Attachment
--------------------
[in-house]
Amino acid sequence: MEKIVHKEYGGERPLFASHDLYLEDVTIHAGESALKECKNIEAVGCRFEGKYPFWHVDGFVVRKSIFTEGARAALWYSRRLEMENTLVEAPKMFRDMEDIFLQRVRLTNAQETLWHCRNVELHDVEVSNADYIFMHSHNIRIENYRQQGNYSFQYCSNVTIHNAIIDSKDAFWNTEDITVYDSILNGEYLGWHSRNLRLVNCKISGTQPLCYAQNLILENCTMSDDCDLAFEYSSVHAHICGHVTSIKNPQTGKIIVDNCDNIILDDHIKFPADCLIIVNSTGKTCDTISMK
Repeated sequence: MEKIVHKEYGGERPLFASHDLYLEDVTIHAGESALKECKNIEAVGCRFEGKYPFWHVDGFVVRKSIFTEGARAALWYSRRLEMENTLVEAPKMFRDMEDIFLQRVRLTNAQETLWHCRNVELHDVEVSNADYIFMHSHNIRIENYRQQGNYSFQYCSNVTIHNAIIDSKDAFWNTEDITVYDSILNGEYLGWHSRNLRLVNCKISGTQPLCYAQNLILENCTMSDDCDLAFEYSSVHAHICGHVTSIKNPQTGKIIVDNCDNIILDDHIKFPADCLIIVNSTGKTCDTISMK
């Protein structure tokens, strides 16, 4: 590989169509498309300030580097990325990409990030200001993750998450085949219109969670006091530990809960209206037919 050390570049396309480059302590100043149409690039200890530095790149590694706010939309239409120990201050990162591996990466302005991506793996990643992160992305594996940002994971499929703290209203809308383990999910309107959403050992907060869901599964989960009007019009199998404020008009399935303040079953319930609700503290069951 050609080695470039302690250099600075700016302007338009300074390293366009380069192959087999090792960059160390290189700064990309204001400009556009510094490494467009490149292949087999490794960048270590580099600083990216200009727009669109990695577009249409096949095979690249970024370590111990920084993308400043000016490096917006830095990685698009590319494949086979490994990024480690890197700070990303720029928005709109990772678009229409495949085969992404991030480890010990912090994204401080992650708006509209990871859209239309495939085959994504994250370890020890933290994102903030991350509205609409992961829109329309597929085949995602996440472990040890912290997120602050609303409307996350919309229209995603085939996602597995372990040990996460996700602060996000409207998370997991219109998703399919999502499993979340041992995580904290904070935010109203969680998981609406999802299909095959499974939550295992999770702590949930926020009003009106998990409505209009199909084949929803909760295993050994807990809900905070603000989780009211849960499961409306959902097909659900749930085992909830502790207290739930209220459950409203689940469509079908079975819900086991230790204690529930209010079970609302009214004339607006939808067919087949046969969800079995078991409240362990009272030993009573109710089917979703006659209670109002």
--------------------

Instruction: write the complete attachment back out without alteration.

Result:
[in-house]
Amino acid sequence: MEKIVHKEYGGERPLFASHDLYLEDVTIHAGESALKECKNIEAVGCRFEGKYPFWHVDGFVVRKSIFTEGARAALWYSRRLEMENTLVEAPKMFRDMEDIFLQRVRLTNAQETLWHCRNVELHDVEVSNADYIFMHSHNIRIENYRQQGNYSFQYCSNVTIHNAIIDSKDAFWNTEDITVYDSILNGEYLGWHSRNLRLVNCKISGTQPLCYAQNLILENCTMSDDCDLAFEYSSVHAHICGHVTSIKNPQTGKIIVDNCDNIILDDHIKFPADCLIIVNSTGKTCDTISMK
Repeated sequence: MEKIVHKEYGGERPLFASHDLYLEDVTIHAGESALKECKNIEAVGCRFEGKYPFWHVDGFVVRKSIFTEGARAALWYSRRLEMENTLVEAPKMFRDMEDIFLQRVRLTNAQETLWHCRNVELHDVEVSNADYIFMHSHNIRIENYRQQGNYSFQYCSNVTIHNAIIDSKDAFWNTEDITVYDSILNGEYLGWHSRNLRLVNCKISGTQPLCYAQNLILENCTMSDDCDLAFEYSSVHAHICGHVTSIKNPQTGKIIVDNCDNIILDDHIKFPADCLIIVNSTGKTCDTISMK
């Protein structure tokens, strides 16, 4: 590989169509498309300030580097990325990409990030200001993750998450085949219109969670006091530990809960209206037919 050390570049396309480059302590100043149409690039200890530095790149590694706010939309239409120990201050990162591996990466302005991506793996990643992160992305594996940002994971499929703290209203809308383990999910309107959403050992907060869901599964989960009007019009199998404020008009399935303040079953319930609700503290069951 050609080695470039302690250099600075700016302007338009300074390293366009380069192959087999090792960059160390290189700064990309204001400009556009510094490494467009490149292949087999490794960048270590580099600083990216200009727009669109990695577009249409096949095979690249970024370590111990920084993308400043000016490096917006830095990685698009590319494949086979490994990024480690890197700070990303720029928005709109990772678009229409495949085969992404991030480890010990912090994204401080992650708006509209990871859209239309495939085959994504994250370890020890933290994102903030991350509205609409992961829109329309597929085949995602996440472990040890912290997120602050609303409307996350919309229209995603085939996602597995372990040990996460996700602060996000409207998370997991219109998703399919999502499993979340041992995580904290904070935010109203969680998981609406999802299909095959499974939550295992999770702590949930926020009003009106998990409505209009199909084949929803909760295993050994807990809900905070603000989780009211849960499961409306959902097909659900749930085992909830502790207290739930209220459950409203689940469509079908079975819900086991230790204690529930209010079970609302009214004339607006939808067919087949046969969800079995078991409240362990009272030993009573109710089917979703006659209670109002």